Sunday, August 14, 2011

Is APS-H the future?

I made an off-handed mention about Sony, and by connection the entire industry, ditching APS-C except for their entry-level cameras.

The more that I thought about that idea, the better it became. Canon makes two, TWO, lenses worthy of an enthusiast's attention for their APS-C cameras. At most, they make three. Those are the 60mm F2.8 macro, which is excellent, and the 17-55mm F2.8. The 10-22mm F3.5 is pretty good, so I'll play my own Devil's advocate and include it.

Three lenses. They make over sixty. It's obvious that APS-C is not something that they care about. It's obviously something that NONE of the companies care about. The only company out there who's wholly behind APS-C is Pentax, which is, regardless of the quality of the new K5, a bit player at best.

One of the major advantages to APS-C is the decreased size of the optics and the increased depth of field at any given aperture. If I am forced to use full-frame lenses, all advantages are eliminated. The only remaining advantage is increased pixel-density, which is only kinda'-sorta' an advantage.

There will be an increase in price, since sensors of larger size will obviously have smaller yields and thus higher prices. But Canon and Nikon alike both makes APS-C cameras that are just as cheap as 4/3 cameras, so with the advantages of scale, the price increase might be negligible.

Enthusiasts would jump all over this. No one has a lens set that they want to keep for APS-C, so by shifting formats, the companies aren't doing any harm to customers. Instead, the well-heeled customers are given a big boost in image quality and access to lenses that their format can actually use to their potential.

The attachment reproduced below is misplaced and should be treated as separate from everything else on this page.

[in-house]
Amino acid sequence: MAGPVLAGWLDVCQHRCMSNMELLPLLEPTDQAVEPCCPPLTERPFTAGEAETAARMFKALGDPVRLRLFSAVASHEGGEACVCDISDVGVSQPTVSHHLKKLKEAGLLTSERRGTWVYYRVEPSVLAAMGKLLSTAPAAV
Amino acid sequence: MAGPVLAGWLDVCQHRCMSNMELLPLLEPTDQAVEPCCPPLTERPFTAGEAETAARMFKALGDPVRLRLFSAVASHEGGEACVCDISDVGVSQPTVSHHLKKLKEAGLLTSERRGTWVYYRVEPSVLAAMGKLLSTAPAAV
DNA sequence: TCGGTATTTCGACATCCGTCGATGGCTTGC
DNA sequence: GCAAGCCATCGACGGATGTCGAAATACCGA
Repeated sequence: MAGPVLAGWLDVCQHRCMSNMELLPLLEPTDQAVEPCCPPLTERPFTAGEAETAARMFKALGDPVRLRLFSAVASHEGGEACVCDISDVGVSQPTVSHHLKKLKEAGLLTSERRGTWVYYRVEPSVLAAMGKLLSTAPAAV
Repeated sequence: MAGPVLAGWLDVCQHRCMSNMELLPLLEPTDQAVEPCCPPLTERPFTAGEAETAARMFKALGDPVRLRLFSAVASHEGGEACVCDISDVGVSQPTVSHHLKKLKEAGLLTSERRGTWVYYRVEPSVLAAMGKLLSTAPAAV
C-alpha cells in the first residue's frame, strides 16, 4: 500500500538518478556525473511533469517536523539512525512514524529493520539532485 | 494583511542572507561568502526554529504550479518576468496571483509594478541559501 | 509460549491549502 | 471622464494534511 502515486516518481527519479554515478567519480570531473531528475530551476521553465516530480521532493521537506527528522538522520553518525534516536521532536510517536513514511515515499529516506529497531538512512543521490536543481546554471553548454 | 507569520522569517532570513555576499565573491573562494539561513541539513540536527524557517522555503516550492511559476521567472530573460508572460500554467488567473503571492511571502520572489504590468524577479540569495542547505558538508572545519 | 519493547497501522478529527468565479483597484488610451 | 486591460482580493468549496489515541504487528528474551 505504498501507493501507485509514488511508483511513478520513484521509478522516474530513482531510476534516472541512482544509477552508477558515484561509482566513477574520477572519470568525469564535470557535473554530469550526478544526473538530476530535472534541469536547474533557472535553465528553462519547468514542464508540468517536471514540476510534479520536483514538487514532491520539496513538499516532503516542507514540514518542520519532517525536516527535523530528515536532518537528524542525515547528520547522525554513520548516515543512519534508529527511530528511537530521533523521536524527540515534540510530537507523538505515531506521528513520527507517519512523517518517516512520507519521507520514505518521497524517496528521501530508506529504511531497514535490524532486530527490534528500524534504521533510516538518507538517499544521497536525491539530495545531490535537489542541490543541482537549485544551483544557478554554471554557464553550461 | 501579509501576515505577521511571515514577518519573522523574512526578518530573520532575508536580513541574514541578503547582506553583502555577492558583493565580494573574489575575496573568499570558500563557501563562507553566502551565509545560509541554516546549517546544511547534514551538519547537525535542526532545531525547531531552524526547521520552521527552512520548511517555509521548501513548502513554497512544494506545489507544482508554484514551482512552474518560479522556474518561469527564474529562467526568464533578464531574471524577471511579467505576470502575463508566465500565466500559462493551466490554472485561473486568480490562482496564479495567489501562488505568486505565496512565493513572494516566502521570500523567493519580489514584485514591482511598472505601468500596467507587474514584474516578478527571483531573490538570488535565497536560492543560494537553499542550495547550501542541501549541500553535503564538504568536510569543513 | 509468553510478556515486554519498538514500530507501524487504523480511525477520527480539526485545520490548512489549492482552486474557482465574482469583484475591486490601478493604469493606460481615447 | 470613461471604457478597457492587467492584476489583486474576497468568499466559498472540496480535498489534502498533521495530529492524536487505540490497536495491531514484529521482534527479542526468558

This potential should also be of great interest to the marketers and bean-counters at the various corporations. Sales of SLR cameras, after climbing by huge percentages for the past ten years, are flatlining and starting to decrease. The market is becoming saturated and the best that can be hoped for is selling upgrades to those who already have cameras. Everyone who wants a camera has one.

By introducing a new format to a wide audience, the companies net three benefits. One, they can sell new cameras as upgrades, generate new interest, and possibly lure new enthusiasts into the market. Two, they also lure more people away from cheaper APS-C lenses into their respective systems of full-format lenses, which will then lead to increased sales of their full-format cameras. And three, they finally have some real differentiation between cameras, as opposed to engineered differences where one camera is inferior to another simply because it needs to be, not for an financial reason.

Think about how great that would be. APS-C cameras cost up to $1,000. APS-H goes from there up to around $2,000. And from there on up, it's full-format. It would be a beautiful thing.

APS-C will always have a place for those who want cameras that cost well under $1,000, but for those who want more, give them something worth wanting. Sony was able to do the A850 for under $2,000. Everyone else can sure as hell manage a 1.3x sensor for a lower price.

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